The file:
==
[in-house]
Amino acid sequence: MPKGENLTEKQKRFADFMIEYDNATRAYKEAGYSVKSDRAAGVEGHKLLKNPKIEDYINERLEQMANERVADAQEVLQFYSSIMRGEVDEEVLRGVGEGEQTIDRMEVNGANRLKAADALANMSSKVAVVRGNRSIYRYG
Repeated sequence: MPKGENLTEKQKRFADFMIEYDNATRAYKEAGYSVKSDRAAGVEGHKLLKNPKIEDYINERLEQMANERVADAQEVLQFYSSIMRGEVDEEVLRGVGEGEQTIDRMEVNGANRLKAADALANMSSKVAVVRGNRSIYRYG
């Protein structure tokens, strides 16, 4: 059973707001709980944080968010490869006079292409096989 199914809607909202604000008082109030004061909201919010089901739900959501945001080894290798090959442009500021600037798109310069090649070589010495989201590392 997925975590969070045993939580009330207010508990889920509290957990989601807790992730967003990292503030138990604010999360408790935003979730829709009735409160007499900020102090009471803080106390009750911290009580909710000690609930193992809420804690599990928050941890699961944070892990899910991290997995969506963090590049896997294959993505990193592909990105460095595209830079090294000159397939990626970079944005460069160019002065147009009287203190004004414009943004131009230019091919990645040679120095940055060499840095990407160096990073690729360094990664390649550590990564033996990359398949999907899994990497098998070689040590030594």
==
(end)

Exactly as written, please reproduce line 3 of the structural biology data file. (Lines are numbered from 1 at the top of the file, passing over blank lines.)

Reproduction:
Repeated sequence: MPKGENLTEKQKRFADFMIEYDNATRAYKEAGYSVKSDRAAGVEGHKLLKNPKIEDYINERLEQMANERVADAQEVLQFYSSIMRGEVDEEVLRGVGEGEQTIDRMEVNGANRLKAADALANMSSKVAVVRGNRSIYRYG